When the small creatures hush their singing, said Adam One, it’s because they’re afraid. You must listen for the sound of their fear.
You must inhale the smell of their fear. Some say that fear has a particular scent, something overly saccharine, something a little salty, something like salted butterscotch. The salt of your sweat mixes with the panic glands which produce a sickly sweet allure which attracts predators from all around. That’s how they know you’re there, shaking in the dark, under the brush and behind the earthen musk of woodland bark. That’s how they know you’re the furry little creature they’ve been after.
Sunlight comes flooding through the bars on the window and Toby sighs, deciding she’d better do something before the humidity kicks in. She managed to get some sleep last night, but for just how long, she couldn’t say. She’s glad she did though, and she’s gladder that she made it through another night unscathed. Her stomach rumbles. She needs to find something to eat. She hobbles over to the fridge and when the door swings open, no light comes on. There hasn’t been any electricity in the area since the incident, but no matter. She only stores some supplies of bread and tinned food in there anyway.
Leaning against the bench of the breakfast nook, she rests all her weight on one side, her left side. She’s in awesome agony, but she’s managed to channel that pain into determination. Even though the sprain in her right foot has definitely puffed up since last night, she needs to keep moving. She eases herself onto the floor, props her foot up against the fridge door and redresses the problem area with careful figures of eight. The bandage is gathering brown patches of sweat and grime, but nothing she can’t handle. Toby gently pulls on her worn joggers and sighs, tucking a stray strand of hair behind her ear.
This place has good security. It’s kept her safe for a few weeks. The barred windows offer enough of the outside in and at least the toilet still functions. She decides to slip the door key in her pocket before she grabs her coat.
The door sticks a little then opens, just a crack, which is enough for Toby to survey the hallway. Bathed in an amber light from the far end of the corridor, it seems empty. The doorways are a little murky for comfort, but nothing seems to be lurking there, the shadows aren’t dark enough. The blood rushing in her ears again: katoush, katoush, katoush. She’s ready. She edges herself out the door toward the stairwell. Since the elevator’s out and she can’t risk trying the back stairs, she sets for the fire escape.
Using the subtly corrugated walls as support, she doesn’t look back. Toby stays on track, moving forward, forward. It’s nearly two flights down before she realises that her hands aren’t sliding along the roughness of the walls anymore. They’ve felt something cool, something wet. She pauses in her tracks, her heart is banging. She rubs whatever it is between her forefingers and thumb. It’s sticky. She draws it up to her nose and inhales. Metallic. She swallows hard, her breathing quickens. She keeps walking, this time more cautiously. Her knees are a little bit more bent as if ready to spring into action, although she’s unsure of just how much action her ankle can take.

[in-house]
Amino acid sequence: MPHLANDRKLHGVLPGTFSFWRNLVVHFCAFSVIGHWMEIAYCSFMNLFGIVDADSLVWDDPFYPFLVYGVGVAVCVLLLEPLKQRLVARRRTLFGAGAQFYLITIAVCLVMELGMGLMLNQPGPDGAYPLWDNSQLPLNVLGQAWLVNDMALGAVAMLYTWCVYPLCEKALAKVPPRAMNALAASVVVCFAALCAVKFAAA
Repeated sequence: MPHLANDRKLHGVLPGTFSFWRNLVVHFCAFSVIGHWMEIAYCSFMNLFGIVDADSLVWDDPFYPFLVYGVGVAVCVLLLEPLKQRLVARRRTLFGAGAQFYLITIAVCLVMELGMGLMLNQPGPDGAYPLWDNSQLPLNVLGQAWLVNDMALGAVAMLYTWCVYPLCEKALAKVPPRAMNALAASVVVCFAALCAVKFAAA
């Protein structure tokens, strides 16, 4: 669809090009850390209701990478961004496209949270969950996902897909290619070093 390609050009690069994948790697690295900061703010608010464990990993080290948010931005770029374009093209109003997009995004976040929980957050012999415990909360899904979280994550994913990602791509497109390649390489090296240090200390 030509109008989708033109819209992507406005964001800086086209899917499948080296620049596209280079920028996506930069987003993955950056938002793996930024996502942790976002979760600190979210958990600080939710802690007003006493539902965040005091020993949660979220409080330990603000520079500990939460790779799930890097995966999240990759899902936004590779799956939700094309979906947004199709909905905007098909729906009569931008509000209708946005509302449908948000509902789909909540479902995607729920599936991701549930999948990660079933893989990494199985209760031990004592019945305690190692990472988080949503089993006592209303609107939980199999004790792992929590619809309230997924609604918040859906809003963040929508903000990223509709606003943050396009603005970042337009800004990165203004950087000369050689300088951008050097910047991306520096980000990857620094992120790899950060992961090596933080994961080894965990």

Toby reaches the ground floor and sunlight pours into the foyer of the empty hotel. Although the air is like expired red-meat in here, although the air is heavier in here, the thickness associated with a locked sun-room just isn’t there. She’s stopped in her tracks by a snap that wasn’t her. She looks underfoot, the floor is smeared with a rusty spatter. There’s a click and she jumps, eyes darting around. But it’s only the foyer door moving with the zephyr. She’s holding her breath. She looks over at the reception desk. There’s someone at the computer.
She staggers as best she can around the front desk. Her eyes are burning but they can’t peel themselves off the woman sat there. The woman’s hair is perfectly slicked into a tight bun at the nape of her neck. She’s slumped forward a little bit and she seems to be sleeping. Her nude foundation is smudged on the collar of her white uniform, but as Toby hesitates nearer, she sees a thin, ruddy line trailing from just above her diamond earrings, all the way down her jawline to just under her chin. Toby was right, she did hear women’s voices. They were calling to her in pain. There was somebody left.
Snap. Toby twitches and looks back at the foyer door left ajar. Absent-mindedly, puts her hand down on the counter for support, but nearly slips with the stickiness on her hands from the wall in the fire escape. Judging by the flake of the blood, the reception lady had been gone for a while. So why was the blood on her hand still wet?
Toby’s whole being tenses. She stumbles behind the reception desk, gets on her hands and knees ignoring the burn in her ankle and crawls under the table, beside the printer and office bin. She can see the foyer through the reflection on a fading Cezanne on the wall and she can hear a shuffle. Snap. The morning sun blasts through the foyer doors now.
Bang, the door is violently pushed open, something shuffles and something slides. Toby wasn’t as alone as she thought.